What's That Bug? does not endorse extermination

assasin or bad guy?
January 25, 2010
Hello, This bug was congregated with about 16 of his friends on the leaves of a tomato plant. I also found 2 of his cousins on an almost ripe tomato. They are slow moving and make no effort to fly. They have 2 red/orange dots on their sholders.
brad
Balfate, Honduras (North Coast)

Immature Leaf Footed Bugs

Hi Again Brad,
We already provided you with a very short answer, but now that time allows, and we are preparing to post your letter and images, we can give a more detailed answer.  These are Leaf Footed Bugs in the family Coreidae, and they are immature nymphs without fully developed wings.  Some tropical species in the family have greatly exaggerated hind tibiae, and they are known as Flag Footed Bugs. Perhaps one of our readers will be able to provide a more specific identification with regards to genus or species.  Bugs in the family Coreidae suck nutrients from plants, but they are not generally a problem unless they are very numerous.  An exception would be those that feed upon fruits including tomatoes.  In California, we have a species of Leptoglossus that injects saliva into fruits such as pomegranate, and this renders portions of the fruit unpalatable.  The same may hold for your species if it feeds upon the fruit of the tomato.  We also believe that sixteen individuals feeding upon a single tomato plant may compromise the health of the plant.

Immature Leaf Footed Bug

Daniel,
Thanks a million for the great information. I have continued to inspect my garden for the presence of additional Flag/Leaf footed bugs, but I have not found any others. I find it interesting that they were all congregated on the one tomato bush and nowhere else. Thanks to your help I was able to learn a great deal more about this family of bugs and also gain some additional understanding on an unrelated pest (squash Vine Borer) in my garden. We are using our garden as a test plot for school garden projects we will be working with here in Honduras. Our learning curve is steep and we are grateful to have a resource such as yours.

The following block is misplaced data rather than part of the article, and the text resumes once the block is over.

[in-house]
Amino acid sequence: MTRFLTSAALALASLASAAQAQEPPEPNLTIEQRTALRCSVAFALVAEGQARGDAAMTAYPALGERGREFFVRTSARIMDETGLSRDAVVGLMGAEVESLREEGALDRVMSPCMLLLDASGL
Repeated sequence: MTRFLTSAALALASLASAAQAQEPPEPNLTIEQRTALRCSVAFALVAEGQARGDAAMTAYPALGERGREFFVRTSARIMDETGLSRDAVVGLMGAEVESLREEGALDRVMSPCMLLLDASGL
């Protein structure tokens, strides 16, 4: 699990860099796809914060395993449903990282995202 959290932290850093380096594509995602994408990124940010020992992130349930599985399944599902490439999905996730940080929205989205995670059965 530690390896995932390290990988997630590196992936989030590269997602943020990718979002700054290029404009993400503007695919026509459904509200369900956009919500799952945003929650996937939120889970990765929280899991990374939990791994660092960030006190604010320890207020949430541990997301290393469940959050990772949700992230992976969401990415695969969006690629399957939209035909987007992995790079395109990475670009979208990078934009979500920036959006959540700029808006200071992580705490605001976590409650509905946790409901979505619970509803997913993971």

Cheers
Brad and Trish Ward
Hospital Loma de Luz, Balfate, Colon, Honduras

Hi Brad,
We applaud your noble efforts in Honduras.  We suspect the reason that all the immature Leaf Footed Bugs were congregated on one plant is that they came from the same brood.  Since they have not yet developed wings, they cannot fly to other plants.  The winged female was able to fly to a choice food plant and lay her eggs, and since the plant was selected by the female as a food source, there was no need for the young to disperse.

Update from Karl
Hi Daniel:
The two yellow/orange spots on the pronotum are characteristic of both the adult and late instar nymphs of Leptoglossus zonatus. The Bugguide also has an image of a nymph. The species ranges from northern South America to the southwest USA. According to Wikipedia: “In Honduras, where the bug is known commonly as chinche patona (large-legged bug), it is a minor garden pest.” It appears it may be extending its range eastward in the southern USA, and the Florida Department of Agriculture & Consumer Services (Division of Plant Industry) has recently issued a ‘Pest Alert’ for this species in Florida. Regards.
Karl

What's That Bug? does not endorse extermination

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